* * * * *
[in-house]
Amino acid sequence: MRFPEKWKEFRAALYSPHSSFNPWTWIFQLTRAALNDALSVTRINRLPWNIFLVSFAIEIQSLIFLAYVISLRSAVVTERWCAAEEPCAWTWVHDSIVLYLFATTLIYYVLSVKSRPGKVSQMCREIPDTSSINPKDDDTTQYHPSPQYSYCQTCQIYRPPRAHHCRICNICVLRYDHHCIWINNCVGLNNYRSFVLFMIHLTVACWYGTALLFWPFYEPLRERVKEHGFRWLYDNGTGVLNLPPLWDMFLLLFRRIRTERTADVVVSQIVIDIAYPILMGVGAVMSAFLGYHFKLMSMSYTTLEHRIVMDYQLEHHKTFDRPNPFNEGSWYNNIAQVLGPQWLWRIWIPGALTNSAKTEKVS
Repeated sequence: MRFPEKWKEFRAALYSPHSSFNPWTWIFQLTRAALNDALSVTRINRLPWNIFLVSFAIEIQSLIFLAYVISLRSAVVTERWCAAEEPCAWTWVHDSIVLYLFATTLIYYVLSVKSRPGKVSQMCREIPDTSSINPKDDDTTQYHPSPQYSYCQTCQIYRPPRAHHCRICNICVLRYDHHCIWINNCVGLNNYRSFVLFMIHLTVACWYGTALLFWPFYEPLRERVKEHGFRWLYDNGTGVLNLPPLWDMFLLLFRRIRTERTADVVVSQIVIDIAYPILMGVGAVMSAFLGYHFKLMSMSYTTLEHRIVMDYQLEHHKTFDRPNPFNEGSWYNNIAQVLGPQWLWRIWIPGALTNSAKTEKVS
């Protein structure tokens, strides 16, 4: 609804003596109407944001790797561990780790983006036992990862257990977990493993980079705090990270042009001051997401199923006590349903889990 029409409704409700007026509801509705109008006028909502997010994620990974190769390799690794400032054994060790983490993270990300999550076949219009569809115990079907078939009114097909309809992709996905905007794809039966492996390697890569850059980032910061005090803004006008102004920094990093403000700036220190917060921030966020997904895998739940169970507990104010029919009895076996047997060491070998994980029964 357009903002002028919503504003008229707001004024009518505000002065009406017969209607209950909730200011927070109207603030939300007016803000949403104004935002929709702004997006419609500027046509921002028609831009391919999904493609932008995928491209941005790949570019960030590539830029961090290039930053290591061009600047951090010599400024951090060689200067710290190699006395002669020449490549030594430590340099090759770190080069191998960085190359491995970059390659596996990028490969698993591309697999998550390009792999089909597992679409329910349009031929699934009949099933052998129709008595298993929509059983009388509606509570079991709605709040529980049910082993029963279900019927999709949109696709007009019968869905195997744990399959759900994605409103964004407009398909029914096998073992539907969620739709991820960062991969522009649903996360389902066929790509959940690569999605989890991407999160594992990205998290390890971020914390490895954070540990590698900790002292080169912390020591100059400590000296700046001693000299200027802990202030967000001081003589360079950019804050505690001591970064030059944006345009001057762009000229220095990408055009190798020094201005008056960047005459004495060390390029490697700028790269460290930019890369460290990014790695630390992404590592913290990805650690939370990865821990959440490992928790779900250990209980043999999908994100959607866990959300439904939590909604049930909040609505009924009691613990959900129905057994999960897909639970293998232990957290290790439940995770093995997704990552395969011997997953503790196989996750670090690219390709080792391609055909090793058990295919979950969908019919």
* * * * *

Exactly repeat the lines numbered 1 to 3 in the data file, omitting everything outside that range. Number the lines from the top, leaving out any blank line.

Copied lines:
[in-house]
Amino acid sequence: MRFPEKWKEFRAALYSPHSSFNPWTWIFQLTRAALNDALSVTRINRLPWNIFLVSFAIEIQSLIFLAYVISLRSAVVTERWCAAEEPCAWTWVHDSIVLYLFATTLIYYVLSVKSRPGKVSQMCREIPDTSSINPKDDDTTQYHPSPQYSYCQTCQIYRPPRAHHCRICNICVLRYDHHCIWINNCVGLNNYRSFVLFMIHLTVACWYGTALLFWPFYEPLRERVKEHGFRWLYDNGTGVLNLPPLWDMFLLLFRRIRTERTADVVVSQIVIDIAYPILMGVGAVMSAFLGYHFKLMSMSYTTLEHRIVMDYQLEHHKTFDRPNPFNEGSWYNNIAQVLGPQWLWRIWIPGALTNSAKTEKVS
Repeated sequence: MRFPEKWKEFRAALYSPHSSFNPWTWIFQLTRAALNDALSVTRINRLPWNIFLVSFAIEIQSLIFLAYVISLRSAVVTERWCAAEEPCAWTWVHDSIVLYLFATTLIYYVLSVKSRPGKVSQMCREIPDTSSINPKDDDTTQYHPSPQYSYCQTCQIYRPPRAHHCRICNICVLRYDHHCIWINNCVGLNNYRSFVLFMIHLTVACWYGTALLFWPFYEPLRERVKEHGFRWLYDNGTGVLNLPPLWDMFLLLFRRIRTERTADVVVSQIVIDIAYPILMGVGAVMSAFLGYHFKLMSMSYTTLEHRIVMDYQLEHHKTFDRPNPFNEGSWYNNIAQVLGPQWLWRIWIPGALTNSAKTEKVS